That's the kind of wooly-headed liberal thinking that leads to being eaten.

So Bean started in Manta Ray on Wednesday.

She's doing okay, but I am still so far from impressed with the teacher. I, personally, think she's awful. She gave me tons of 'tude for Bean being in her class already ("She was supposed to start Monday"), after I spoke with the director about when we were starting Bean in there and was told, essentially, 'Monday, but if she's ready now, no problem'. And told by the teacher many times 'I already have a cubby for her'.

Then I got 'tude for not having Bean's stuffed pig labeled with her name. But when I went to her old class to retrieve the pig that Bean left Wednesday, they knew exactly whose it was, no label-reprimanding required.

But what really irks me is what I witnessed when I picked Bean up Friday.

One of the kids that had just transitioned over with Bean, a boy named A, was definitely being a screamy turd. I get that that kind of behavior sucks hairy ones. It's one of the things that has me contemplating Swirly Enlightenment on a daily basis. (Hourly basis some days.) But I watched the teacher speak to him in such a shaming way ... she told him that he needed to use his words, to be a big boy, to stop acting like a baby and if he kept acting like a baby, he needed to go back to Clownfish (he and Bean's last class room). *Then* she picked up Miss O and asked him if he wanted to be a baby like her or a big boy, and kept telling him he was a baby.

I know some of y'all won't see any harm in that, and that's cool. I do, tho. Probably because I'm all wooly-headed in theory, just not super good at the actual follow-through. But Bean's spent a year plus at that school, and expressed a wide range of turdly behavior, and none of the other teachers have felt a need to shame her. Nor have I ever seen them shaming the other kids for excessive turdliness.

Am I overreacting? Would you say something to the director or owners? I asked Bean today if she liked the teacher, and she said yes, but I know she's pulled the same "if you act like a baby you have to go back to the other class" crap with Bean on at least one occasion. And when I asked Bean if the teacher told her she was a baby, she said she did when she cried. I'm just not cool with that. To me there's a huge difference between "you're a big girl, use your words" and "only babies cry, big girls use their words, and if you don't use your words you're a baby and you need to be demoted" (paraphrased and editorialized, I know, but that's the gist).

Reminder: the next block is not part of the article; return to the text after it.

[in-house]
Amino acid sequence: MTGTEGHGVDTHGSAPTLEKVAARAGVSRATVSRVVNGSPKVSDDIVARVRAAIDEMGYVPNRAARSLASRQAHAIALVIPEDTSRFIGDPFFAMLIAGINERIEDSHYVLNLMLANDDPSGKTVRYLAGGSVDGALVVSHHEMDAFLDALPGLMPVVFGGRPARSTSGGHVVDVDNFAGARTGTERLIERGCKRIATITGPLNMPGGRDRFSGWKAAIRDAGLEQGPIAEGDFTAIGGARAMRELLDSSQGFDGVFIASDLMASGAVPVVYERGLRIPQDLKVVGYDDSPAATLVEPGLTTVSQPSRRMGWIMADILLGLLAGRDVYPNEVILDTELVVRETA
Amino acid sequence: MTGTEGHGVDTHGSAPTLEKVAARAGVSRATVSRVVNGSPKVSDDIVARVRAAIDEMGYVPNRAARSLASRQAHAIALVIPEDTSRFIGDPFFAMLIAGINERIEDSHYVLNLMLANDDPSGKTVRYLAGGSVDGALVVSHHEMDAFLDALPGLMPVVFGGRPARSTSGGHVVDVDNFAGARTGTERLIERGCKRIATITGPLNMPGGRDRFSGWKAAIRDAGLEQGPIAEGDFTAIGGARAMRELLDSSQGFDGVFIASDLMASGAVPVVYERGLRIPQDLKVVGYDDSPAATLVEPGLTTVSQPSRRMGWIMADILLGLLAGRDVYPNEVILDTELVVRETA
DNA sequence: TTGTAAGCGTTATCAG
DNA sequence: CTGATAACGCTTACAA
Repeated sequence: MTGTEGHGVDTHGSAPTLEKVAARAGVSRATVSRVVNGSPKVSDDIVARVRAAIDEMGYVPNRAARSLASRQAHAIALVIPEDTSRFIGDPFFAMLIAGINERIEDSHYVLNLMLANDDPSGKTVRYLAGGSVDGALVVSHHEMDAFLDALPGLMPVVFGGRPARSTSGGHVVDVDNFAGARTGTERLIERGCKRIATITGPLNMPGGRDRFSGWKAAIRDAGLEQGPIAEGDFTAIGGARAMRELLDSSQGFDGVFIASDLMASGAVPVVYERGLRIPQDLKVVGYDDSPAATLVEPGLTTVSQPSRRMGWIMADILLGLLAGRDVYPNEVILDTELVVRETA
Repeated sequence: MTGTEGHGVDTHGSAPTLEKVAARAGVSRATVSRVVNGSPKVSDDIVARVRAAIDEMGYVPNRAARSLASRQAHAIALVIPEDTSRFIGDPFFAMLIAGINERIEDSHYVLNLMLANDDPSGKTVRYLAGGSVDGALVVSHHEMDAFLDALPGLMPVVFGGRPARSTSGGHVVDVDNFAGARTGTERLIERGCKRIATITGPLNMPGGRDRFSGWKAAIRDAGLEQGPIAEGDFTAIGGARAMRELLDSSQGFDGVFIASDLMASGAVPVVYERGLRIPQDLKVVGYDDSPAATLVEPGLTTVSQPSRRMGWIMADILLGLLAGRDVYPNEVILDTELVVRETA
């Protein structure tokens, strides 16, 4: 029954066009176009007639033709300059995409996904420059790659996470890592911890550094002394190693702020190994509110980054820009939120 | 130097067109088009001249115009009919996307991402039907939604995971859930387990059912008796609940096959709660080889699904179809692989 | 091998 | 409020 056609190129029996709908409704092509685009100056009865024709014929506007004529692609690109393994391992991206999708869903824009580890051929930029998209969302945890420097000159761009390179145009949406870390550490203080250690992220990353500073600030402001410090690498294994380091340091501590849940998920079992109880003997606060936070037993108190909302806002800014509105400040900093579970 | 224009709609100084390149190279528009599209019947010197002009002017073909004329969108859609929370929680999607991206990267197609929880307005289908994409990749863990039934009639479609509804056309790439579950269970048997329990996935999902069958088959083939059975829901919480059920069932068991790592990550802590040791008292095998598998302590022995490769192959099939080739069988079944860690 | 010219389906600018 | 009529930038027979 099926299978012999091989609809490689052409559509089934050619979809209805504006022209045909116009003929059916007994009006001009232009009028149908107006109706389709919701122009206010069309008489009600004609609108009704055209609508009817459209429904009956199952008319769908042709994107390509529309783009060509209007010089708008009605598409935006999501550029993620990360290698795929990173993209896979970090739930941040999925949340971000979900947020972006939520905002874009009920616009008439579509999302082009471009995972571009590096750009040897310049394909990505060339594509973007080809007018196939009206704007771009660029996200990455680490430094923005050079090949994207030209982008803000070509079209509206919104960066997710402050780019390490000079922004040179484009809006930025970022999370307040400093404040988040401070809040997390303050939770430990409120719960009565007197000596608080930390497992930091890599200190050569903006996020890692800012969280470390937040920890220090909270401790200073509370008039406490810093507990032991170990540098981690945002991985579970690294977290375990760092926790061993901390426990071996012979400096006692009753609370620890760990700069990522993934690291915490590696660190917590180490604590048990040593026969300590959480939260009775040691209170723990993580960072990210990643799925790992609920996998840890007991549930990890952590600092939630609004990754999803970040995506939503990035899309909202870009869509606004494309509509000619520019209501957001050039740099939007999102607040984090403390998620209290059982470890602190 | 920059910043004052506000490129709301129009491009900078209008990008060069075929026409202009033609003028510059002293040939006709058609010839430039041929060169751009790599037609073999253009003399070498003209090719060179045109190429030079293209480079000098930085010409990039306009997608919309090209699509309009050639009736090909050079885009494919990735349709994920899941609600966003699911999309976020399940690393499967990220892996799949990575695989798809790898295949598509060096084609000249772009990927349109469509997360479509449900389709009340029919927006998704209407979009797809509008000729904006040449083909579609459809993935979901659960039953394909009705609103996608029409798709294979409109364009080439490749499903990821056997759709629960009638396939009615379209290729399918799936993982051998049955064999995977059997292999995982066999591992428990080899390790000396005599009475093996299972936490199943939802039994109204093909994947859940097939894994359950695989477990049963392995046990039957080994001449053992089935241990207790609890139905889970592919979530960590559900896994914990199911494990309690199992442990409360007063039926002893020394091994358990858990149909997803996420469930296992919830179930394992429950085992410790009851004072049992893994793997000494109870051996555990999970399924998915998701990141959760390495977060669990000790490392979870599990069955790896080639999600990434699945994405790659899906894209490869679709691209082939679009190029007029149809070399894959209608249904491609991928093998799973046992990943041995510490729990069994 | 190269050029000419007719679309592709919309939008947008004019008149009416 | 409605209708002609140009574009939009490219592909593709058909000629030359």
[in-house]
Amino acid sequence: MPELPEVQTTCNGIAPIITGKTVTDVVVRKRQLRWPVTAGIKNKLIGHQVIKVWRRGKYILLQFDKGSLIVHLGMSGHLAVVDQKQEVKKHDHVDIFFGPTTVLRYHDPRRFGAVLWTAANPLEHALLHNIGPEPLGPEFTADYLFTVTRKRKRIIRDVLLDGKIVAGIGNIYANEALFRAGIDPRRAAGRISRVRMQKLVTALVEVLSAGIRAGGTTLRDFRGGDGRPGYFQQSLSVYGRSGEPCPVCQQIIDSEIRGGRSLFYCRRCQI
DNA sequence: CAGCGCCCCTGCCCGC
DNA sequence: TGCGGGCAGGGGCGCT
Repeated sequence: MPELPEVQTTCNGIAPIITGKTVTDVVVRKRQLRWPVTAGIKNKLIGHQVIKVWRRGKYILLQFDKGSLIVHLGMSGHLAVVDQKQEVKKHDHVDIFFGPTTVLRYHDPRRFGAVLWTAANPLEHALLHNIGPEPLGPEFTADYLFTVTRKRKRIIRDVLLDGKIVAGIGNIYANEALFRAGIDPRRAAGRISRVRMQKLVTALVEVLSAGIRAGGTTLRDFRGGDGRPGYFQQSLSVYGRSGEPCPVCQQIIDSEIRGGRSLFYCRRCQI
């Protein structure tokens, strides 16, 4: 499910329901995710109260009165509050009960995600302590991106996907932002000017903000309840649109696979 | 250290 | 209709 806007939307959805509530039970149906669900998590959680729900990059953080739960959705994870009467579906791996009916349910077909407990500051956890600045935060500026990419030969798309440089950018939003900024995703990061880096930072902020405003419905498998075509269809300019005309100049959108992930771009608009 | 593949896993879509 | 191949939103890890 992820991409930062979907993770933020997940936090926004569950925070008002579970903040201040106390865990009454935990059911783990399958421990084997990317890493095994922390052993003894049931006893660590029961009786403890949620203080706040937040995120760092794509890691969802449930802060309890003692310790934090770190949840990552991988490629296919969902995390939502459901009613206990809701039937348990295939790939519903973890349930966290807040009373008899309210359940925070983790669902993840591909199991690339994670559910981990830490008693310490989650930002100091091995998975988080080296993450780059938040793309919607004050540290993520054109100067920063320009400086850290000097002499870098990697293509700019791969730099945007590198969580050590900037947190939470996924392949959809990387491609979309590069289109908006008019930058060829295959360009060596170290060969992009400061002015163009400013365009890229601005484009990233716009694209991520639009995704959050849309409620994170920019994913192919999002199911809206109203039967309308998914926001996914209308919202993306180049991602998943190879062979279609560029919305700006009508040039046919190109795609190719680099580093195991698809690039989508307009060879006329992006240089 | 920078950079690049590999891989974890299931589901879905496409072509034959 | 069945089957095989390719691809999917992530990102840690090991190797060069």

pam said...

Is there a way you can get the feelings of some of the other parents? If you can and find that they agree with your assessment, then maybe a meeting with the directors and some of the other parents may be in order. Failing that, yes, you should probably speak to the directors yourself, and making sure there is no backlash aimed at Bean.

Julia said...

I had reservations about this teacher when C first started the class, but only based on hearsay. So needless to say, I was a bit cautious at first, but I will have to say that this teacher has won me over after a couple of months. Granted, my kid is the kind who is an absolute turd to me, but she would never dare act up for a teacher so would I be singing a different tune if my kid were reprimanded this way? Maybe. It's hard to say.

If you believe that this type of verbage will harm Bean's self-esteem in the long haul, then I say that it is worth saying something to the directors/owners. If you think that Bean's feelings will be hurt in the short run, then I am of the thought that this is a life lesson in dealing with various personalities in an "authoritative" role.

I know that there are times when I hear things that other kids, parents, (and me included) say to C that make me cringe, but I also know that in a year, she'll be sent out for 12+ years of schooling where she'll be in a social dynamic that I cannot control. There are studies done which show that this last generation of kids (the ones before us) who were over-coddled and scheduled (meaning, parents who structured their world) who are facing challenges in the work force now not because of the economy but the inability to deal with perceived criticism.

Anyway, sorry for the dissertation.

Melissa said...

I would try and address it with the teacher, but I definitely wouldn't hesitate to go above and ask about what kinds of policies they have for this.
I have no issues with discipline, but I am not down with shaming at all. My six year old is in before/after school care and my sixteen month old starts daycare next month - that would not fly with me. I realize that sometimes certain kids need a firmer hand, but there are ways to do that other than taunting them.
I mean, I went to school when there was still corporal punishment (phased out my first couple of years), but I had teachers that ran a tight ship without ever making me feel like I was less than anyone else in the class. And I was one of 'those kids' for sure...

Victoria said...

Julia, I get the while 'coddled' thing, but there's a difference, to me, between sheltering a kid from any adversity and allowing an authority to talk down to a kid and treat them as if they are inferior. Consequences for actions, defining bad choices, discipling for bad choices, I get. Yeah, everybody says questionable stuff sometimes, I'm totally included in that. But this is a professional educator who is repeatedly shaming kids (remember, this has happened to Bean as well) in very formative years. To me it speaks to her whole outlook, and concerns me a lot. That her own kid is a total brat, and that someone else has heard her say to him something to the effect of "we have to treat girls differently than boys", that she's (IMO) really strict with the kids ... I dunno ... I just wonder if she's really suited for that age group.

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